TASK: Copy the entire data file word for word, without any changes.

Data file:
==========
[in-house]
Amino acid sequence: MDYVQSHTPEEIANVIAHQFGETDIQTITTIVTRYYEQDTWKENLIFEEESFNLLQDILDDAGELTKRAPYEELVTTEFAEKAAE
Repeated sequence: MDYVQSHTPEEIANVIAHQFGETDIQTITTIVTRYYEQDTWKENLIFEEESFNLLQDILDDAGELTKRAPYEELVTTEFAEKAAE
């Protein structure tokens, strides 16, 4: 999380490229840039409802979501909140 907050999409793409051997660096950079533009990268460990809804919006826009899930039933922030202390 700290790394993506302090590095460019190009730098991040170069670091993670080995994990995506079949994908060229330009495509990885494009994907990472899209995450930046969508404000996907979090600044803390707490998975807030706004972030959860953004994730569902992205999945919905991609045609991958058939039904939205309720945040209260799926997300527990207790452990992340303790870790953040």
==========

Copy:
[in-house]
Amino acid sequence: MDYVQSHTPEEIANVIAHQFGETDIQTITTIVTRYYEQDTWKENLIFEEESFNLLQDILDDAGELTKRAPYEELVTTEFAEKAAE
Repeated sequence: MDYVQSHTPEEIANVIAHQFGETDIQTITTIVTRYYEQDTWKENLIFEEESFNLLQDILDDAGELTKRAPYEELVTTEFAEKAAE
């Protein structure tokens, strides 16, 4: 999380490229840039409802979501909140 907050999409793409051997660096950079533009990268460990809804919006826009899930039933922030202390 700290790394993506302090590095460019190009730098991040170069670091993670080995994990995506079949994908060229330009495509990885494009994907990472899209995450930046969508404000996907979090600044803390707490998975807030706004972030959860953004994730569902992205999945919905991609045609991958058939039904939205309720945040209260799926997300527990207790452990992340303790870790953040």